If you don’t go in on a gift with friends, Jespersen says to choose your gift — and gift budget — wisely. “One of the costliest parts of attending a wedding is purchasing the wedding gift,” she says. In fact, according to NerdWallet’s wedding guest survey, on average, Americans set their budget at $128 for the wedding gift of a good friend, but millennials plan on spending more.

To save money, Jespersen recommends making a personalized gift or shopping in the sales section. “Plus, there are lots of Black Friday in July sales at this time of the year,” she says. “Or, in lieu of a traditional gift, give a card with cash, a check, or a gift card. You’ll be able to set the exact amount you want to spend and forgo the cost of a gift bag, box, and fancy wrapping.”

Alison Norris, advice strategist and CFP at SoFi, also suggests not shopping at places where the couple is registered. “You can often find the same items for better prices by shopping on your own,” she tells Bustle. “When doing so, simply call the original store and let them know to remove that item from the registry.” She also says not to forget about rewards accumulated via your credit cards. “Trade in your loyalty points for gift cards at wedding-registry hot-spots.”

As far as gift ideas, Woroch also says you can gift accrued airline miles to the couple for their honeymoon. “I’d also recommend providing a service as a gift,” she says. “Most couples financing their wedding welcome free or discounted services as a gift, including photography, videography, day-of makeup and hair prep, decorating help, watching the couple’s pet(s) or house while they go on their honeymoon, or even officiating the ceremony.”

Delay Buying A Gift
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Sarah Hollenbeck, a shopping and savings expert at, reminds you that you can give your gift several months after the wedding, too. “If you are strapped for cash and need to save up before purchasing something on the registry, don’t max out your cards just yet,” she tells Bustle. “Wait until after the ceremony to send your gift. While anytime throughout the next year is welcome, about six months after is great timing because it still offers them some excitement after the dust has started to settle.” She also says to throw in a card that reminisces on a fun memory from their big day, and know that you can rest easy since you were able to celebrate with them without going bankrupt.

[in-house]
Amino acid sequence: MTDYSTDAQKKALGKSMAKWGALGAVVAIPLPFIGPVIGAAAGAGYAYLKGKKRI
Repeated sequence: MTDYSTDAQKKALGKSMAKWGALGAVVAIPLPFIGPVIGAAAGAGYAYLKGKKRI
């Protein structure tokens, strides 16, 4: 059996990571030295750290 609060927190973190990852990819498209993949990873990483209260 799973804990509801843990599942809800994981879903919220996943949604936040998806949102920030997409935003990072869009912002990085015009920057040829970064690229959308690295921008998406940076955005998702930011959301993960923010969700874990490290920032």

Rent A House With Friends Or Use Last-Minute Housing Sites

Chances are, other friends of yours are going to the same wedding, so why not rent a place together via, Airbnb, or HomeAway? “Consider renting a house and splitting the costs,” Carlson says. “Having a space with a kitchen will also help you reduce the costs of eating out during your stay.”

Rebell also says to look at splitting the cost of a hotel suite. “A suite with separate bedrooms may actually be cheaper than separate rooms,” she says. Or, if you don’t want to share housing with others, check out last-minute hotel rate discounts via HotelTonight, Bishop says.

Start Accumulating Airline Miles And Credit Card Rewards Points
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For out-of-town weddings, Dennis says to make sure you have a credit card that lets you accumulate airline miles. “If you already have travel on the books for the year, to rack up rewards, sign up for a loyalty program and try to book as many flights with the same airline,” he says.

Bishop agrees. “If you’re able to use a credit card responsibly, you can earn great rewards points for signing up for certain rewards cards,” she says. “Use them throughout the month for expenses, but be sure to pay them off each month.”

Janet Alvarez, a personal finance expert at Wise Bread, also says you can take advantage of perks you get from signing up for a new credit card. “Depending on how many weddings you’re attending and how far you’re traveling, opening a new account may work in your favor — so long as you plan to pay off the balance right away and it won’t adversely affect your credit score,” she tells Bustle.

Fly To Destination Weddings In The Middle Of The Week

A cost-effective way to save on airfare to a wedding is by flying mid-week. “Destination wedding guests will often turn the event into their own vacation by coming a few days early or staying a few days later,” Megan Velez of the Destination Weddings Group tells Bustle. “We suggest starting your vacation in the middle of the week since hotel prices go down for non-peak days.” She also recommends booking excursions in advance instead of on the spot. “That way, you’ve locked in advanced pricing, as well as given yourself time to shop around and see if there are less expensive options available.”

Get Creative With Your Travel Budget
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When figuring out your travel budget, it’s good to get creative so it’s as cost-effective as possible. “Take a step back, look at the total picture for the summer, and see where there is wiggle room,” Rebell says. “For instance, see if you could add connecting flights to lower the airfare.” Rebell also suggests brainstorming alternative forms of travel if airfares are too high. “If the event is not that far, think about organizing a group car ride or even consider taking a bus. It’s not glam, but it could mean monumental savings.”

Dennis also says to make sure to check out flight deals on sites like Scott’s Cheap Flights and Next Vacay. Bishop recommends others, too, including Expedia, Hopper, and Skyscanner.

So there you have it — how to survive wedding season without going broke. However, all in all, if attending a certain wedding will set you back financially, don’t be afraid to RSVP no, Dennis says. “Be honest with the couple and have a private conversation with them before you send in your regrets,” he says. “They’ll understand, especially if they, too, have experienced an influx of wedding invitations.”

Norris agrees. “If you’re cash-strapped with unintentional calendar crowding, decide which of the engagement parties, bridal showers, bachelorette parties, and wedding receptions are most important to you and gracefully send your regrets to the rest,” she says. “Going into debt to become a wedding guest is not an acceptable strategy.”

But, if you really want to make it work and attend as many weddings and related events as possible, keep finessing the tips above.